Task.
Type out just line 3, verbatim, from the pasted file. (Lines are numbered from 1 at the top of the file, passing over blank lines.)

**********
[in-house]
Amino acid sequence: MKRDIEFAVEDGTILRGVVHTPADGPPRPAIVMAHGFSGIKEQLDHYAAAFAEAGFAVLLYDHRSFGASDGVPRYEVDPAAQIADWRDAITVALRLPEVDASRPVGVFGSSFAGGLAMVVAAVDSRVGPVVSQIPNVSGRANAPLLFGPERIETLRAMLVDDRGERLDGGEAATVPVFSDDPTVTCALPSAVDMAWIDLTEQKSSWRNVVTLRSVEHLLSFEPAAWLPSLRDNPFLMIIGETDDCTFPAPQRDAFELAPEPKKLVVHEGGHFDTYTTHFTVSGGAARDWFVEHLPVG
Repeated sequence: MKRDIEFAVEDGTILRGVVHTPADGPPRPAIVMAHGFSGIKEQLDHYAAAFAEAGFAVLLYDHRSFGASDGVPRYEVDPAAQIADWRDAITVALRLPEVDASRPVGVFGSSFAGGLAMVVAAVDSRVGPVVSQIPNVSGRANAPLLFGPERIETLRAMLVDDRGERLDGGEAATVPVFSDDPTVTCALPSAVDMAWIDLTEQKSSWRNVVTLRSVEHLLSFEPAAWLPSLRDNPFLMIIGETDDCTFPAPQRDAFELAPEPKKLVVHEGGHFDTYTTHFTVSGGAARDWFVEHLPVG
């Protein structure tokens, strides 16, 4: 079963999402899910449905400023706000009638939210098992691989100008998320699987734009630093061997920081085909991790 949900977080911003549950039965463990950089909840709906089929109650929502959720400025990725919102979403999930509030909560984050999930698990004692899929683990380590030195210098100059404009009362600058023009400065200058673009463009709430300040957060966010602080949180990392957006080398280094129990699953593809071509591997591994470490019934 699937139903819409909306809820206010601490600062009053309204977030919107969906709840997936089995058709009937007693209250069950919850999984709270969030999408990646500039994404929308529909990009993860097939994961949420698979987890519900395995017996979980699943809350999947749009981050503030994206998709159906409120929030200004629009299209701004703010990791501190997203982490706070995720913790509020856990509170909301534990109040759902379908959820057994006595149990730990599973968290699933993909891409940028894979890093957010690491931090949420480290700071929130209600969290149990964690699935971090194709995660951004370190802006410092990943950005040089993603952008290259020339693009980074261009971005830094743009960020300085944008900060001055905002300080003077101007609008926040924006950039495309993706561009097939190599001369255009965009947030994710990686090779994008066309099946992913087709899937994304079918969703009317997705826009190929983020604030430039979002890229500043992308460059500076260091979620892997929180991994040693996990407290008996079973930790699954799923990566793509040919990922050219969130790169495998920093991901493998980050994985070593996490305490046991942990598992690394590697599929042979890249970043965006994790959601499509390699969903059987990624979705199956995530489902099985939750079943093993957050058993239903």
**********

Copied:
Repeated sequence: MKRDIEFAVEDGTILRGVVHTPADGPPRPAIVMAHGFSGIKEQLDHYAAAFAEAGFAVLLYDHRSFGASDGVPRYEVDPAAQIADWRDAITVALRLPEVDASRPVGVFGSSFAGGLAMVVAAVDSRVGPVVSQIPNVSGRANAPLLFGPERIETLRAMLVDDRGERLDGGEAATVPVFSDDPTVTCALPSAVDMAWIDLTEQKSSWRNVVTLRSVEHLLSFEPAAWLPSLRDNPFLMIIGETDDCTFPAPQRDAFELAPEPKKLVVHEGGHFDTYTTHFTVSGGAARDWFVEHLPVG